Cooler Master MasterKeys Pro L and MasterKeys Pro S Reviews
Click to enlarge

The lighting quality is also excellent here. Whites are very convincing, not leaning too heavily to any of the three channels, but really whatever effect and colour you use the effect is very captivating. The reflective plate and powerful LEDs create a very strong and even glow through the keys but especially between them, which really adds to the smoothness of transitions and fades. The lighting of dual character keys still isn't totally even, but it isn't a jarring difference and overall it's fantastic.

Despite the two keyboards being very powerful, all their secondary functions are very easy to use thanks to the keycaps having clear symbols printed on them. The downside is that these won't be there if you want to replace them, but this isn't something most users will do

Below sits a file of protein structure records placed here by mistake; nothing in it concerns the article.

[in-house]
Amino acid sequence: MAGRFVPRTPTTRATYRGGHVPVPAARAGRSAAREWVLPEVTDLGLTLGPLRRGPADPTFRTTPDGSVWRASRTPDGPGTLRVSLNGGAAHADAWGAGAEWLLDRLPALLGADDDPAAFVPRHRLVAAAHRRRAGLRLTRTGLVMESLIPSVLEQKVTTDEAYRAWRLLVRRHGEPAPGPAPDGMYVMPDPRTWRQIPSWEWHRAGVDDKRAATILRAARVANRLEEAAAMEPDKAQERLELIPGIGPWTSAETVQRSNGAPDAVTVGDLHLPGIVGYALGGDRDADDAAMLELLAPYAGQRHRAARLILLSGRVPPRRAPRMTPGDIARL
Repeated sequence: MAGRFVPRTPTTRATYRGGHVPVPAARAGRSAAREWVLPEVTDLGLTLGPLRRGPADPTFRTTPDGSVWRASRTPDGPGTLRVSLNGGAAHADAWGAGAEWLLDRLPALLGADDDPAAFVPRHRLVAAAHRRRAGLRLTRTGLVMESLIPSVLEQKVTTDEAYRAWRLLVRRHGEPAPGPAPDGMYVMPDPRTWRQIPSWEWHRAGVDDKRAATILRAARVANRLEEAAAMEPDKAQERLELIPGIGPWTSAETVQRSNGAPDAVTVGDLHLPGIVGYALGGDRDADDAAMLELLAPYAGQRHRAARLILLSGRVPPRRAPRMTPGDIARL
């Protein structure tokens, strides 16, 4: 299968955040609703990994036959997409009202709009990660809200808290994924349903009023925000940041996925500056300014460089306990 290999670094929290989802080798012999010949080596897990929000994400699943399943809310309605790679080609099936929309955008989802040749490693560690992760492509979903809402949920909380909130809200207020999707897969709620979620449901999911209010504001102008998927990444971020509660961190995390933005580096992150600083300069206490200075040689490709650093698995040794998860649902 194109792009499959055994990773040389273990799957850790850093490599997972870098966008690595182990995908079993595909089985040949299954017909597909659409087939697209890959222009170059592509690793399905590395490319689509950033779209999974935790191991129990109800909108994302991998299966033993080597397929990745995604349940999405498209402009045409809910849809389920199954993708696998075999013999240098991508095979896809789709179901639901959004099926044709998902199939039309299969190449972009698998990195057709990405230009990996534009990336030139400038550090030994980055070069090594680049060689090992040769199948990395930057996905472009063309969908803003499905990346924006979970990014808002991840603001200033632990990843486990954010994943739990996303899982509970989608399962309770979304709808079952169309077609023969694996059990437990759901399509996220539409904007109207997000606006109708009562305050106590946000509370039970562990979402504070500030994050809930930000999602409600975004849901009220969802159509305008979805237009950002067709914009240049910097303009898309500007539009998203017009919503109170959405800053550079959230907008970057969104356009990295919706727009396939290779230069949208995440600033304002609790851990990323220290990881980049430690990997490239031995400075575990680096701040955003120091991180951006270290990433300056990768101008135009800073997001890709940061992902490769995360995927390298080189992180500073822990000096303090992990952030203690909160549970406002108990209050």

Cooler Master MasterKeys Pro L and MasterKeys Pro S Reviews
Click to enlarge

While the MasterKeys Pro L and MasterKeys Pro S are both highly capable as plug and play devices, Cooler Master has produced some software to complement them. All this really does is allow for the fine tuning of the LED effects, updating of the firmware and importing, exporting and sharing of your lighting profiles. The company is also working on and planning to release an SDK for both keyboards for further customisation.

Cooler Master MasterKeys Pro L and MasterKeys Pro S Reviews
Click to enlarge

The software has a slight delay when opening or applying settings, but otherwise we have few complaints. The Lighting tab lets you customise or just disable each of the 13 lighting modes in all four profiles. You can change the colour as well as the speed of the effect, where applicable, and that's pretty much it. Two of the modes are unique to the software. The first is System Status, which uses the lights to represent an equaliser of system sound or CPU load. The other is Multilayer, allowing you to have four different effects active at one time. Note, however, that you can only have one effect per key, so you couldn't have a key be part of a wave pattern but also reactive when you hit it.